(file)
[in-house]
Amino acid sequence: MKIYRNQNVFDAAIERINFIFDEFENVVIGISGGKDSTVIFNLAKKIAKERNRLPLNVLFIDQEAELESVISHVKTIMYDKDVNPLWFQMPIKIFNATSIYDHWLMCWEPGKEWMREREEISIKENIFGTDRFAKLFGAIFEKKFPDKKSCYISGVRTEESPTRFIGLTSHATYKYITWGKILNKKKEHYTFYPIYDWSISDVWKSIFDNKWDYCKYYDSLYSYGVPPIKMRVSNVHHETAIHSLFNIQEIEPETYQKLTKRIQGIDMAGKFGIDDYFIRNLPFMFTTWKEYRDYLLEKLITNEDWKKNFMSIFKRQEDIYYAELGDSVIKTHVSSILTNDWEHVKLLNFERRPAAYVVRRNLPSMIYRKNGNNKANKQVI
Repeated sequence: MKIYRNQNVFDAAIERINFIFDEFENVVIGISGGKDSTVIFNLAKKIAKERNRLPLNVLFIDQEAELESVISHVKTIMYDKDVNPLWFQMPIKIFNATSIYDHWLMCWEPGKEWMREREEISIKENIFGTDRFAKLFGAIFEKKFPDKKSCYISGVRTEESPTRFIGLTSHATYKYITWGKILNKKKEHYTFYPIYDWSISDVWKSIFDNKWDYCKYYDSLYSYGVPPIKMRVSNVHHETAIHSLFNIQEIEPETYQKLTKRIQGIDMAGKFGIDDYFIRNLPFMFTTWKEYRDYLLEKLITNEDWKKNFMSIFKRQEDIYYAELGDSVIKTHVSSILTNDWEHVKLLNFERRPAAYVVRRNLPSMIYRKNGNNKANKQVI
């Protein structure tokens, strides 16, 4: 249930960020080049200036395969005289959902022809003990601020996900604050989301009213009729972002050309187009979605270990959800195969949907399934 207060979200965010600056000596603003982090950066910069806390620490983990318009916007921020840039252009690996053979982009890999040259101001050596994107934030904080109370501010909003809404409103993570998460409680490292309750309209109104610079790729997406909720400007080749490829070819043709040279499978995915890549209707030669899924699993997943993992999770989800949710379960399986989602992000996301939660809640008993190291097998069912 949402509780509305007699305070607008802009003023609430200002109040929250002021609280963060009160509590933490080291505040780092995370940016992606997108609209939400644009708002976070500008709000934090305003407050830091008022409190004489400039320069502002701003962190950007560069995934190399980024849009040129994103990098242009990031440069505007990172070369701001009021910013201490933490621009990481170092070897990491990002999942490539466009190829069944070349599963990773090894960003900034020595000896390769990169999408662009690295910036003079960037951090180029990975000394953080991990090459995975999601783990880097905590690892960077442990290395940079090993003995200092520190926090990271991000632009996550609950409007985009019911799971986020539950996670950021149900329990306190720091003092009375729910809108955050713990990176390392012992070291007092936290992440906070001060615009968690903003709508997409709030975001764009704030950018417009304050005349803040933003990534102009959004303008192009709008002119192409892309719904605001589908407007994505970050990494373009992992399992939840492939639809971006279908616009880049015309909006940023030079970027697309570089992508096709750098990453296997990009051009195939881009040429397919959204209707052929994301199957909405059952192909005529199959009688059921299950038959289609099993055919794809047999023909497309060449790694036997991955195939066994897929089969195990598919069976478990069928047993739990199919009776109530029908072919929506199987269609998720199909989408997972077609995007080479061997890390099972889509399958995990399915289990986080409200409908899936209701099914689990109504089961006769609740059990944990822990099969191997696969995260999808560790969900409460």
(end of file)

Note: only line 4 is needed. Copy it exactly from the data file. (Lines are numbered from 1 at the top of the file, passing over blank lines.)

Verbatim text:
């Protein structure tokens, strides 16, 4: 249930960020080049200036395969005289959902022809003990601020996900604050989301009213009729972002050309187009979605270990959800195969949907399934 207060979200965010600056000596603003982090950066910069806390620490983990318009916007921020840039252009690996053979982009890999040259101001050596994107934030904080109370501010909003809404409103993570998460409680490292309750309209109104610079790729997406909720400007080749490829070819043709040279499978995915890549209707030669899924699993997943993992999770989800949710379960399986989602992000996301939660809640008993190291097998069912 949402509780509305007699305070607008802009003023609430200002109040929250002021609280963060009160509590933490080291505040780092995370940016992606997108609209939400644009708002976070500008709000934090305003407050830091008022409190004489400039320069502002701003962190950007560069995934190399980024849009040129994103990098242009990031440069505007990172070369701001009021910013201490933490621009990481170092070897990491990002999942490539466009190829069944070349599963990773090894960003900034020595000896390769990169999408662009690295910036003079960037951090180029990975000394953080991990090459995975999601783990880097905590690892960077442990290395940079090993003995200092520190926090990271991000632009996550609950409007985009019911799971986020539950996670950021149900329990306190720091003092009375729910809108955050713990990176390392012992070291007092936290992440906070001060615009968690903003709508997409709030975001764009704030950018417009304050005349803040933003990534102009959004303008192009709008002119192409892309719904605001589908407007994505970050990494373009992992399992939840492939639809971006279908616009880049015309909006940023030079970027697309570089992508096709750098990453296997990009051009195939881009040429397919959204209707052929994301199957909405059952192909005529199959009688059921299950038959289609099993055919794809047999023909497309060449790694036997991955195939066994897929089969195990598919069976478990069928047993739990199919009776109530029908072919929506199987269609998720199909989408997972077609995007080479061997890390099972889509399958995990399915289990986080409200409908899936209701099914689990109504089961006769609740059990944990822990099969191997696969995260999808560790969900409460």